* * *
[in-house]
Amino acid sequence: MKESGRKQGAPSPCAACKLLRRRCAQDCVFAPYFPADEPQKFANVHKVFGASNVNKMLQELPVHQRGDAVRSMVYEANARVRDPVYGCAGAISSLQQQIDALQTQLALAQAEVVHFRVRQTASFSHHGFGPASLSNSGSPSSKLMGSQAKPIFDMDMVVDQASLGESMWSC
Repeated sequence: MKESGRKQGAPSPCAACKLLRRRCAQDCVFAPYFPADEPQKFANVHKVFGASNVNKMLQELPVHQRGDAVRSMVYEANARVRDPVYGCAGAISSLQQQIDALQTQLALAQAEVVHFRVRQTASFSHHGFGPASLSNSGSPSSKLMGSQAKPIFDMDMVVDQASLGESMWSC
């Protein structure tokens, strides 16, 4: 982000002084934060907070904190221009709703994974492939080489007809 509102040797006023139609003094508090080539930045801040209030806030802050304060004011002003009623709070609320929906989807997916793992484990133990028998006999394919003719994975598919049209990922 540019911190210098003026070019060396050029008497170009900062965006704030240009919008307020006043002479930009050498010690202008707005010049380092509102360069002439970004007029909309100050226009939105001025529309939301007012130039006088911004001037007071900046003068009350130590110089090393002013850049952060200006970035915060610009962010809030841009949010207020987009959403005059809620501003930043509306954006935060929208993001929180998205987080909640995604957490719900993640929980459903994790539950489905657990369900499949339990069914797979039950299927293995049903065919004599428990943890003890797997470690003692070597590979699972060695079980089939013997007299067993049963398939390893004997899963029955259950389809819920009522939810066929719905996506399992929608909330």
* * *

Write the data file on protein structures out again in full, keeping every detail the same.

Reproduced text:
[in-house]
Amino acid sequence: MKESGRKQGAPSPCAACKLLRRRCAQDCVFAPYFPADEPQKFANVHKVFGASNVNKMLQELPVHQRGDAVRSMVYEANARVRDPVYGCAGAISSLQQQIDALQTQLALAQAEVVHFRVRQTASFSHHGFGPASLSNSGSPSSKLMGSQAKPIFDMDMVVDQASLGESMWSC
Repeated sequence: MKESGRKQGAPSPCAACKLLRRRCAQDCVFAPYFPADEPQKFANVHKVFGASNVNKMLQELPVHQRGDAVRSMVYEANARVRDPVYGCAGAISSLQQQIDALQTQLALAQAEVVHFRVRQTASFSHHGFGPASLSNSGSPSSKLMGSQAKPIFDMDMVVDQASLGESMWSC
């Protein structure tokens, strides 16, 4: 982000002084934060907070904190221009709703994974492939080489007809 509102040797006023139609003094508090080539930045801040209030806030802050304060004011002003009623709070609320929906989807997916793992484990133990028998006999394919003719994975598919049209990922 540019911190210098003026070019060396050029008497170009900062965006704030240009919008307020006043002479930009050498010690202008707005010049380092509102360069002439970004007029909309100050226009939105001025529309939301007012130039006088911004001037007071900046003068009350130590110089090393002013850049952060200006970035915060610009962010809030841009949010207020987009959403005059809620501003930043509306954006935060929208993001929180998205987080909640995604957490719900993640929980459903994790539950489905657990369900499949339990069914797979039950299927293995049903065919004599428990943890003890797997470690003692070597590979699972060695079980089939013997007299067993049963398939390893004997899963029955259950389809819920009522939810066929719905996506399992929608909330």